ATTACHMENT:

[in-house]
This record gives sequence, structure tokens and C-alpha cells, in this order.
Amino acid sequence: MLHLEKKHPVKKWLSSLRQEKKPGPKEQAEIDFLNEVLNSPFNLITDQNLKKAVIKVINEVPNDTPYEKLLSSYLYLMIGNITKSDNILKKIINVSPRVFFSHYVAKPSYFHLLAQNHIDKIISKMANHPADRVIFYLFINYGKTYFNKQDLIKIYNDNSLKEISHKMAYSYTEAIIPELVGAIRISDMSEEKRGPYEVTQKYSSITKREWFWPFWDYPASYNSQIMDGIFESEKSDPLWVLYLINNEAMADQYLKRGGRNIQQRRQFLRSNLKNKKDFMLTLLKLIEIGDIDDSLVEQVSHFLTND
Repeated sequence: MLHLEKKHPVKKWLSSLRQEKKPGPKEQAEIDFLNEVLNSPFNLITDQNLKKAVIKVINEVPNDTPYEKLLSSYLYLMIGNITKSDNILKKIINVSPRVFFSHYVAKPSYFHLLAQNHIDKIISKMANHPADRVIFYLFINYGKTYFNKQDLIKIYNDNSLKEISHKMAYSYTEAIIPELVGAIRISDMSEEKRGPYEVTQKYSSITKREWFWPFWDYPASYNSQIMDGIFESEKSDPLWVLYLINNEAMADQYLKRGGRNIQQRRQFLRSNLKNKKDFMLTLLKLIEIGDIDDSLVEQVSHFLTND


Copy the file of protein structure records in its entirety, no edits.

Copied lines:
[in-house]
This record gives sequence, structure tokens and C-alpha cells, in this order.
Amino acid sequence: MLHLEKKHPVKKWLSSLRQEKKPGPKEQAEIDFLNEVLNSPFNLITDQNLKKAVIKVINEVPNDTPYEKLLSSYLYLMIGNITKSDNILKKIINVSPRVFFSHYVAKPSYFHLLAQNHIDKIISKMANHPADRVIFYLFINYGKTYFNKQDLIKIYNDNSLKEISHKMAYSYTEAIIPELVGAIRISDMSEEKRGPYEVTQKYSSITKREWFWPFWDYPASYNSQIMDGIFESEKSDPLWVLYLINNEAMADQYLKRGGRNIQQRRQFLRSNLKNKKDFMLTLLKLIEIGDIDDSLVEQVSHFLTND
Repeated sequence: MLHLEKKHPVKKWLSSLRQEKKPGPKEQAEIDFLNEVLNSPFNLITDQNLKKAVIKVINEVPNDTPYEKLLSSYLYLMIGNITKSDNILKKIINVSPRVFFSHYVAKPSYFHLLAQNHIDKIISKMANHPADRVIFYLFINYGKTYFNKQDLIKIYNDNSLKEISHKMAYSYTEAIIPELVGAIRISDMSEEKRGPYEVTQKYSSITKREWFWPFWDYPASYNSQIMDGIFESEKSDPLWVLYLINNEAMADQYLKRGGRNIQQRRQFLRSNLKNKKDFMLTLLKLIEIGDIDDSLVEQVSHFLTND